Butterfly jigging is by no means a new or cutting edge technique and has been steadily mastered by the Japanese over the years to the point of perfection. This finesse style of slow action jigging has produced incredible results all over the world and is now set to revolutionize the way many of us go fishing. The idea is to drop the jig to the sea floor and begin a slow lift and drop/flutter style of action similar to the motion of a slow rocking boat. Lift the jig slowly as the boat rises over a swell and simply allow it to flutter as you drop back down the other side keeping the jig as close to the sea floor as possible. Once the jig is 4 or 5 meters off the bottom drop it and begin the retrieve again until your line angle becomes too shallow effecting the jigs natural action. Sometimes it helps to add a little flick at the end of the lift depending on the mood of the fish. Most jigs will only work to their full effect when they are fished directly under the angler.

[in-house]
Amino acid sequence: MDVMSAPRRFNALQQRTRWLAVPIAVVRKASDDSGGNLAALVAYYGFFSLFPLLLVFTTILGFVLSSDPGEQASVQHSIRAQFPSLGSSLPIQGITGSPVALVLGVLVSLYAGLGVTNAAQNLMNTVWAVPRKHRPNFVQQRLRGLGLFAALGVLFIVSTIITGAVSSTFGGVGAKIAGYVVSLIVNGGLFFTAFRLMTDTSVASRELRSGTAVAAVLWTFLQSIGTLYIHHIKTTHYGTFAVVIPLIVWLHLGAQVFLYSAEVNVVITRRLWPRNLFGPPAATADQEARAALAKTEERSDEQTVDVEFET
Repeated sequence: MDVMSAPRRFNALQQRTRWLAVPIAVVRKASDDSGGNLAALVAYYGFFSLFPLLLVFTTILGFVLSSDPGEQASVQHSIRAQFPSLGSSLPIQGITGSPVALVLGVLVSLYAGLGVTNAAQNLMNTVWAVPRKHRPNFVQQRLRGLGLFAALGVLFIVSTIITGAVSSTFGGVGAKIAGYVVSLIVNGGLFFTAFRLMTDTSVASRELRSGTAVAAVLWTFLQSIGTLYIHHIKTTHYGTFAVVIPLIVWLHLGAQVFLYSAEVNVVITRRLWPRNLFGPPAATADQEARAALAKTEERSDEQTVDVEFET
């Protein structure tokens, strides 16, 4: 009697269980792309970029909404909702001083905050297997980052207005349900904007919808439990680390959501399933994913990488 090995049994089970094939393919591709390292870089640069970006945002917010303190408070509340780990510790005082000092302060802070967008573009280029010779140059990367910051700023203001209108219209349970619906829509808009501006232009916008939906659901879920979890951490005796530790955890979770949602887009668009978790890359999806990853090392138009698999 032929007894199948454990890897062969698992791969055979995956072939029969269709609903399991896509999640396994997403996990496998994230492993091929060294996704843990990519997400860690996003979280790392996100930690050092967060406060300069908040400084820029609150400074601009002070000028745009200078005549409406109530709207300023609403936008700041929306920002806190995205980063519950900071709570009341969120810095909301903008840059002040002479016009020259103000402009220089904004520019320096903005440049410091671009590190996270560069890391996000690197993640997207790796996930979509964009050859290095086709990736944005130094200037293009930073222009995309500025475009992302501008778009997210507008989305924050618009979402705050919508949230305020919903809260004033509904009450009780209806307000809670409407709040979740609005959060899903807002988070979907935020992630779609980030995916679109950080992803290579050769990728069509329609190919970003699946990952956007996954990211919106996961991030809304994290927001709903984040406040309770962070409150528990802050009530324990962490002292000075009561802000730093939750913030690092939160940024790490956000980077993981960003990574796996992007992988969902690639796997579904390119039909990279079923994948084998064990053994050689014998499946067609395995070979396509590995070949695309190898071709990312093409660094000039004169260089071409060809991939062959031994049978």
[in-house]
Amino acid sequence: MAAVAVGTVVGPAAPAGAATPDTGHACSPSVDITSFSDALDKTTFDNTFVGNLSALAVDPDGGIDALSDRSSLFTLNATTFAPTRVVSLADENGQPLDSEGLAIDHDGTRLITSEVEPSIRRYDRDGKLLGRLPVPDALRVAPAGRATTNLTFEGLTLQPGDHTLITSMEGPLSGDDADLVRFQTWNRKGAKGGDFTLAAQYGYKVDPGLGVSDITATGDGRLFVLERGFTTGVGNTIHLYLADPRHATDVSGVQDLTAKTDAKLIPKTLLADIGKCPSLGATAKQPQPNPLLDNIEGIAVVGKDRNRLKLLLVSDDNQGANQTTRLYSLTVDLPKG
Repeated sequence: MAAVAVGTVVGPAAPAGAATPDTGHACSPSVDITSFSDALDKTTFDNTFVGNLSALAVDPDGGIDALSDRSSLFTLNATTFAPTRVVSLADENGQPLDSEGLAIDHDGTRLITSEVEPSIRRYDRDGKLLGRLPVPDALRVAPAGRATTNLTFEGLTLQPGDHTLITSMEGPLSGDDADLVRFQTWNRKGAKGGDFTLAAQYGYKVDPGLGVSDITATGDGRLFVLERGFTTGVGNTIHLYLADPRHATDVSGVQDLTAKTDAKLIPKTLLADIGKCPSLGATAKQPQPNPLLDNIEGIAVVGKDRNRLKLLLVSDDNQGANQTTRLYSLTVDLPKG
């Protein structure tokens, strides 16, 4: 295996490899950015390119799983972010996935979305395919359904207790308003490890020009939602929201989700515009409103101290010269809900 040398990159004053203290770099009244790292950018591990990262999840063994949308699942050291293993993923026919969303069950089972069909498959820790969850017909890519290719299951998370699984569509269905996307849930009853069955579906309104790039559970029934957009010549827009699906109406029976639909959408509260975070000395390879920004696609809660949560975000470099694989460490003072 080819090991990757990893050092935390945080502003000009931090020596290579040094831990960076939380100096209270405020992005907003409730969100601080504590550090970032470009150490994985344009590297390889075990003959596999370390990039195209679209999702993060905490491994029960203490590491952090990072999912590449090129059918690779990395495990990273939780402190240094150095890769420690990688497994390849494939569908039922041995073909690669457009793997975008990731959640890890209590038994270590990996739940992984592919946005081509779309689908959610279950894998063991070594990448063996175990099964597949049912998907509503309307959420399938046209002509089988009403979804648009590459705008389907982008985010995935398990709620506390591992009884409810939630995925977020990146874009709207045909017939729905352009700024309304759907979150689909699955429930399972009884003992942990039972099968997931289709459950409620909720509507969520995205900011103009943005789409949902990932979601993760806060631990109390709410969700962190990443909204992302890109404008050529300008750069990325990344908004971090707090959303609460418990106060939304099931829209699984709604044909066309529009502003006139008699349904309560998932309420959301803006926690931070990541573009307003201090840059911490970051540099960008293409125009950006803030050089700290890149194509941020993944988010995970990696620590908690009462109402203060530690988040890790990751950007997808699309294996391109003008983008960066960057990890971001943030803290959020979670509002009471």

This style of jig and retrieve is designed to imitate the majority of a reef fish diet and mimics 100% of all demersal species prey items including Crustacean (Prawns, crabs, crays ), Cephalopod ( Squid, Octopus, Cuttlefish ) and even small fish. To say that it is extremely effective is an enormous understatement and it wouldn’t surprise me to see this finesse style of jigging replacing the old days of dragging large lumps of lead around the sea floor attached to heavy Paternoster styled rigs loaded with chunky baits. Not only is slow action butterfly or demersal jigging more effective but it is also a lot more enjoyable allowing anglers the luxury of fishing with lighter and more comfortable outfits. Jigging is not only kinder to the angler but also the fish as 99% of all jig hook ups are ideally in the mouth allowing anglers to release unwanted or undersized fish with a much greater success rate than with bait rigs.